acquired by Time Warner and then only with Time Warner properties (and called
it "synergy"). Two years ago, they spent exactly $1 million on marketing
and advertising. Last year, their first-ever major ad campaign cost $15 million.
But that still pales in comparison to the marketing budgets of Yahoo! or AOL.



Take them
one at a time. The CNN culture is sort of retro-Southern gothic. Most of the
people who work there have never worked anywhere else. They see themselves as
Georgians doing battle with hostile Northern forces. When they first started,
they were the Jedi against the evil New York network empires. As they came of
age, they slowly became an essential news source. The high-water mark was probably
the period from the Gulf War through the 1992 presidential campaign. At that
time, you couldn’t follow the news without CNN, because what was important
happened on their air.


But the CNN culture didn’t
change. Indeed, success made it worse. Insularity combined with self-satisfaction
to produce the worst of both worlds: arrogant stupidity. And by 1996, the competitive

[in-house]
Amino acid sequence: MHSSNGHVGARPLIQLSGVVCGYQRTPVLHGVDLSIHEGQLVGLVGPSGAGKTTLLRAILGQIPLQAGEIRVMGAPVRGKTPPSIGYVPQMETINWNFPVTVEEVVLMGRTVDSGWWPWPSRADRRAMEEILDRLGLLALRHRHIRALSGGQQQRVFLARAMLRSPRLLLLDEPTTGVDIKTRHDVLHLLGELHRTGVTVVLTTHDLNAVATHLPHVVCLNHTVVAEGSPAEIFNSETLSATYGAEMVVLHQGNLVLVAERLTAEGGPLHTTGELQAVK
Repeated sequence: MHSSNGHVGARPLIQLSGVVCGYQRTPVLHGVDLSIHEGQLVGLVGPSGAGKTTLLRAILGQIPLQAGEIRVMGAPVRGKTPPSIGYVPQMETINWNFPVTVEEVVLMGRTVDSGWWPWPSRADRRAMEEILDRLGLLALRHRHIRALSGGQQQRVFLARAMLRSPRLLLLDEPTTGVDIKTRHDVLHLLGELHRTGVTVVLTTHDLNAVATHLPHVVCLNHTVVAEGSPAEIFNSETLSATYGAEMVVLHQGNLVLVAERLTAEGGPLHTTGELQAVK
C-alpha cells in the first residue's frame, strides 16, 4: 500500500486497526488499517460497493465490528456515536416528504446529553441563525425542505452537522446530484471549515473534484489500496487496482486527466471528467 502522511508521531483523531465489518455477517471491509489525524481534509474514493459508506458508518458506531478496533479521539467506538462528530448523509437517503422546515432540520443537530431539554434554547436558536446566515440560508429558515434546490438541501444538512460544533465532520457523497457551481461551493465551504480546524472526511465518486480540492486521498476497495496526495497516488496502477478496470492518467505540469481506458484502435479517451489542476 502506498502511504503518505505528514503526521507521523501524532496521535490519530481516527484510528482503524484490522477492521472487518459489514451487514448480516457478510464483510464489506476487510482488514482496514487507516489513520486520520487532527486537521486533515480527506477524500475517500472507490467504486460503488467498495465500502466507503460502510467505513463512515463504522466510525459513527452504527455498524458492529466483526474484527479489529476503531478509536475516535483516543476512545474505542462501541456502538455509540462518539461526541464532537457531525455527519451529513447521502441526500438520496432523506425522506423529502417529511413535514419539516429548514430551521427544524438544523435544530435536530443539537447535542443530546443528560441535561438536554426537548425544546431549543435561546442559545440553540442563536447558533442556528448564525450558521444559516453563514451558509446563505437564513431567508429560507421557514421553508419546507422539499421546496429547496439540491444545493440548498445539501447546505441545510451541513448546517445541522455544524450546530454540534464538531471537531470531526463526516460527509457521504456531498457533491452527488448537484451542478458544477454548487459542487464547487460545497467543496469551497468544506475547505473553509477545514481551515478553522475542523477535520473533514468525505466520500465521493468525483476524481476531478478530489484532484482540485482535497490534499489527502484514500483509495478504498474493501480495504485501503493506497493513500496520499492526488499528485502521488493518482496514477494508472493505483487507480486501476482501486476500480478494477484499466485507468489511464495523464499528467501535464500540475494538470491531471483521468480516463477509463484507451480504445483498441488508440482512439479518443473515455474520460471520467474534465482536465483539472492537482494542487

set had changed dramatically. Instead of having no competition, CNN suddenly
had two ferocious competitors: Fox News Channel and MSNBC. Instead of having
no alternative media in its space, CNN suddenly had the Internet in its face.
The impact was immediate and dramatic. Ratings slid, best customers left and
all the while the CNN culture pretended that nothing had changed.


Kaplan’s hiring was
motivated in part by a hiring crisis. With more and more young talent going
to the Internet and with veteran talent now being courted by Fox News Channel
and MSNBC, the addition of Kaplan was seen as a way to attract proven talent
to the CNN team. Kaplan was a great television news producer. CNN had all the
time in the world to fill up with programming. It seemed like a good idea at
the time.


In the event, Kaplan did
hire Jeff Greenfield away from ABC News, but that was about as far as he got.
No one else signed on, in part because Kaplan couldn’t offer them better